Joe Deville and Michael Guggenheim are going to speak at the CARR seminar at LSE on January 29th on:
Bunkers and Other Risk Assessments: (Im-)Material Calculations of Military and Natural Disasters
What is a risk assessment? How can a bunker be a risk assessment?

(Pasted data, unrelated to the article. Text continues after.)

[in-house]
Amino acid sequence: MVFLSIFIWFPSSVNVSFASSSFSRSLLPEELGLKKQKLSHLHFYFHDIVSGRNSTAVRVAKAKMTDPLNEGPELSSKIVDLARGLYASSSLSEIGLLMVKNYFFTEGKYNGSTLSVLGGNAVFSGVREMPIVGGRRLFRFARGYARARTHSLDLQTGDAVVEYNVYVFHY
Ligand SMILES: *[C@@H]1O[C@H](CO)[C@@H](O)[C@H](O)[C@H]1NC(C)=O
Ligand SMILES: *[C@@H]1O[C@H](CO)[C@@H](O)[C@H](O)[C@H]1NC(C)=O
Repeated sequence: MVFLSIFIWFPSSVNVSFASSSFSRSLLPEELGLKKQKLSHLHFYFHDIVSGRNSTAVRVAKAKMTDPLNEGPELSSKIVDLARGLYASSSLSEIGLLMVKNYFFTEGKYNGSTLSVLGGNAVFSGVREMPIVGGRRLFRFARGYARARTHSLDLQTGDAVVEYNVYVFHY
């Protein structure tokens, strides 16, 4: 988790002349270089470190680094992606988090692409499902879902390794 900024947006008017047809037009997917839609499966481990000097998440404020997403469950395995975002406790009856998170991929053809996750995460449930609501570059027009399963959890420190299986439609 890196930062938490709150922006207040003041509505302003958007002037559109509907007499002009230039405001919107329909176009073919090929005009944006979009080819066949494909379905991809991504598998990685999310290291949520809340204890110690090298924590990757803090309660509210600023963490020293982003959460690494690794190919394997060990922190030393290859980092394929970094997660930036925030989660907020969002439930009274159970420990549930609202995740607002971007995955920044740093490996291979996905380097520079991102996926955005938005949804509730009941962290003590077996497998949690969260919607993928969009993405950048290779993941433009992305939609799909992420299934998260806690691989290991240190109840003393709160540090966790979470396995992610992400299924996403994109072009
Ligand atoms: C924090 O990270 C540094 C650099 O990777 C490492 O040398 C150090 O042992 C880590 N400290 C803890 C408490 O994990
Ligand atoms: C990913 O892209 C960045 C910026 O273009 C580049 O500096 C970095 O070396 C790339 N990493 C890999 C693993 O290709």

Previous literature on risk, risk calculation and preparedness has either focused on different forms of preparedness or on how risk calculations as statistical devices are performed. This talk centres on the implicit and material dimensions of risk calculations through forms of preparedness. I argue that risk assessments are not just formal ways of calculating risks but implicit and often material practices. As such, implicit and material risk assessments were always made by societies which decided to prepare for some disasters but not others and which found specific preparation technologies such as building granaries or constructing houses in a way that makes them more likely to withstand earthquakes or avalanches. But in modern states organisations such as civil protection base their operations on these risk assessments as well. In my talk I will trace how the operations of civil defence organisations have shifted from focusing on nuclear war until the 1980s to natural disasters and all hazards approaches. Comparing Switzerland and the UK, I will show that calculative risk assessments were impossible because of the different qualities of the disasters and that implicit and material risk assessments were instrumental for changes in organizational policy.